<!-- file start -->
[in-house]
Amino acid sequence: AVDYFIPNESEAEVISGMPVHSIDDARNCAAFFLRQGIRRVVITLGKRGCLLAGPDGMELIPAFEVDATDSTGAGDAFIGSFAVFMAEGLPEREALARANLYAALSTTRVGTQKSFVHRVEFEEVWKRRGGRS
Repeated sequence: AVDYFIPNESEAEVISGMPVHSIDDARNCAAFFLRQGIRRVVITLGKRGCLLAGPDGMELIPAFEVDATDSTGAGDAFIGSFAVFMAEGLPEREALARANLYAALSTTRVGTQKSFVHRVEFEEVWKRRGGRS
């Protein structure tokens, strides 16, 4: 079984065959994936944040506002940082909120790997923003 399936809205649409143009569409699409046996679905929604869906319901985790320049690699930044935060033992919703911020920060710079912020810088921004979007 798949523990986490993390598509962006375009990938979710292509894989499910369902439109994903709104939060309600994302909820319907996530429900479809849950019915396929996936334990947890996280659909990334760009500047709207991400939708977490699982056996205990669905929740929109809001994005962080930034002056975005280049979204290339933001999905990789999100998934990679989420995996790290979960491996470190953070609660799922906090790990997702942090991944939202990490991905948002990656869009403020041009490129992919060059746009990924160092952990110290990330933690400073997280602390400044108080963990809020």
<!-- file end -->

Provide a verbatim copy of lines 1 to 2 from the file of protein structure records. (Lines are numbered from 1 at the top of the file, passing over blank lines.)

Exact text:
[in-house]
Amino acid sequence: AVDYFIPNESEAEVISGMPVHSIDDARNCAAFFLRQGIRRVVITLGKRGCLLAGPDGMELIPAFEVDATDSTGAGDAFIGSFAVFMAEGLPEREALARANLYAALSTTRVGTQKSFVHRVEFEEVWKRRGGRS